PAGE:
The Sixers stave off elimination and the Heat choke away another game. Does either mean anything in the long run?
Posted by Matt Moore
First, it was certain the Sixers were going to save themselves some pride. Then, it was certain the Sixers were going to blow it again. And in the end, the world gets to celebrate another blown Heat lead, a blocked LeBron shot, and the Sixers live to die another day.
The Heat ran off a 22-2 run in the second quarter and lost. The Sixers shot 41 percent and won. And the leading scorer for Philadelphia was Evan Turner, who didn't even play in the first two games of this series. Meanwhile, the Heat's offense wilted and died in the face of a much improved Philadelphia defense. Elton Brand played physical for the first time in this series, and the result was a 5-12 performance from Chris Bosh, who had averaged just under 22 points through the first three games.
There's two ways to look at this game.
On the one hand: This series is still over, right? The Heat have a significant lead down the stretch, and it takes a Lou Williams 3-pointer (granted, he's shooting 60 percent from the arc in this series, but still) to stave off elimination at home. The Heat ran off a 22-2 run and had they started with any level of consistency or effort, this would have been a blowout. Sweeping teams in the NBA is remarkably difficult (if you're not the Celtics, apparently), and the Heat giving up a game isn't the end of the world. They've been in control for 13 of the 16 quarters in this series, the chances of the Sixers climbing back in are extremely low. The talent gap is just too great.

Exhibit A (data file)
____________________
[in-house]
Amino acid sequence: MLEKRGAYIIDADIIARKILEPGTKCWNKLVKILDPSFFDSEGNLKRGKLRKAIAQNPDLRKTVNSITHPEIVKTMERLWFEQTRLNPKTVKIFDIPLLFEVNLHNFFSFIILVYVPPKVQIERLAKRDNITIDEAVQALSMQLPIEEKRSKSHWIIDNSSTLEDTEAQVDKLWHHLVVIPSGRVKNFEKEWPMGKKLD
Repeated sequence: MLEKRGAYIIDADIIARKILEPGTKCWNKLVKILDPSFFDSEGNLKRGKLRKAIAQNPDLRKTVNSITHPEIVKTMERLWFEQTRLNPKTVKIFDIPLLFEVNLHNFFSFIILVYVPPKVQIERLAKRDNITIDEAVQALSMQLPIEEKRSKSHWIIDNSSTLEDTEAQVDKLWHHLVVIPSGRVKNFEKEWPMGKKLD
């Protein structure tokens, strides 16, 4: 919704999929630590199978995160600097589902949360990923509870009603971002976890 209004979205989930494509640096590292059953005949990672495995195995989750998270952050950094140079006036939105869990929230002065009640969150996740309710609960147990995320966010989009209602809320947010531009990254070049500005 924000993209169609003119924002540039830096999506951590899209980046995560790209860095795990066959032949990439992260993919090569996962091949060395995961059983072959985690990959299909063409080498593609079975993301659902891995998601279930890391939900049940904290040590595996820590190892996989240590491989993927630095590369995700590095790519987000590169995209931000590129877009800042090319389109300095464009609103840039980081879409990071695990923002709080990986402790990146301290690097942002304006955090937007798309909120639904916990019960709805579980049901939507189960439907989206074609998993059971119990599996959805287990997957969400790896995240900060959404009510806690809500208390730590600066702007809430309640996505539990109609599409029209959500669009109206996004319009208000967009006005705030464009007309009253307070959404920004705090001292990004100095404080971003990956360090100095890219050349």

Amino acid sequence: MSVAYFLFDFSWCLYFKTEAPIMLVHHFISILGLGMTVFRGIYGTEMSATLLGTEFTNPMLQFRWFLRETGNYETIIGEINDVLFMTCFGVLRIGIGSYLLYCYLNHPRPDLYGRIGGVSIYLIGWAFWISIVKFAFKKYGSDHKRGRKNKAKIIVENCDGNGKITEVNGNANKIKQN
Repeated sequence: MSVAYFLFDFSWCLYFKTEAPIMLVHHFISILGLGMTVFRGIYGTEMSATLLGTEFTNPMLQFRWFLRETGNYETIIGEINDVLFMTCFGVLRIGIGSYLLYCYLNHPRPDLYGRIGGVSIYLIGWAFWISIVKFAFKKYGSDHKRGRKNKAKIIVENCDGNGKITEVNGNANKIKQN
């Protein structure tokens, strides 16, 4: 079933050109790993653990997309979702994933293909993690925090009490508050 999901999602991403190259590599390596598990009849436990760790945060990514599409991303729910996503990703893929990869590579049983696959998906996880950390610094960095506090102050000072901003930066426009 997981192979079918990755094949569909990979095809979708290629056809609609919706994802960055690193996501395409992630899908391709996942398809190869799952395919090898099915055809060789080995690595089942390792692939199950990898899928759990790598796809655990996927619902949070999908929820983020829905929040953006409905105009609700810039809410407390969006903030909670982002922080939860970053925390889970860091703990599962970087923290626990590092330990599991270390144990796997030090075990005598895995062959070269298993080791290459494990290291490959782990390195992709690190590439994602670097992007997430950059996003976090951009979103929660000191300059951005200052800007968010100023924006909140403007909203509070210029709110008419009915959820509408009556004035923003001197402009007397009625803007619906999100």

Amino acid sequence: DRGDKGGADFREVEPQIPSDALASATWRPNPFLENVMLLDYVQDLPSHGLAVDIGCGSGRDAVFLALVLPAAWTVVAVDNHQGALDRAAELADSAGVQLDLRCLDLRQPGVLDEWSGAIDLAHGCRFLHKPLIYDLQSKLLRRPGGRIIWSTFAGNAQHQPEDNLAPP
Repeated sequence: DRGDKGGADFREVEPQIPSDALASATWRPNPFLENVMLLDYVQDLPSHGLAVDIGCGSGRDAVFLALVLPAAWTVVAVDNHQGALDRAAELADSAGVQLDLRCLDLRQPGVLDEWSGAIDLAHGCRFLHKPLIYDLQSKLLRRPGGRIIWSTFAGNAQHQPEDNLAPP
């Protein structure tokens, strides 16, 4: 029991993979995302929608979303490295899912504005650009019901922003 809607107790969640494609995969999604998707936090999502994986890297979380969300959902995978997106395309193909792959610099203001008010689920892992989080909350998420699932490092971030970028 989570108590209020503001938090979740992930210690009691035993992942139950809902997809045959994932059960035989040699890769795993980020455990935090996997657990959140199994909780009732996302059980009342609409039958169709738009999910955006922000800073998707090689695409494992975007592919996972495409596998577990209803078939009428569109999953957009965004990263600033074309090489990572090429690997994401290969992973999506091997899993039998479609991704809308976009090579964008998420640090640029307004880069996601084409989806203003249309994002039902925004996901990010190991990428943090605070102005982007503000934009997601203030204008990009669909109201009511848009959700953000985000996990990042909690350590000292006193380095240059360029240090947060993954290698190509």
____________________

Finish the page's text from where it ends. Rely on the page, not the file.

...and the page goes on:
On the other hand: Isn't this how it starts? The Heat fail to close out a bad team in an elimination game. Spirits get down, emotions drop. Then the Sixers use the momentum to steal one in Miami, where the Heat don't have a great homecourt advantage with an apathetic crowd. All of a sudden, it's a 3-2 game going back to Philadelphia, and the Heat are questioning themselves. This sounds like science fiction. But it's what we've come to expect. Until the Heat prove they can commit to closing out a team with force, there will be doubt in people's minds about their ability. They gave this one up. So the model is there for Philadelphia, sans that second quarter disaster. The Sixers aren't dead, because the Heat haven't ended them yet. Until they do, that excitement about the possibility of a Sixers comeback will linger.
Miami thought they had taken all the pressure off of themselves. They thought they would coast into the second round. But, as much of an advantage as they've had, they still couldn't get it done. The Sixers live to die another die.
NBA Playoffs Sixers-Heat: Die another day
Posted on: April 24, 2011 5:48 pm
Edited on: April 24, 2011 6:09 pm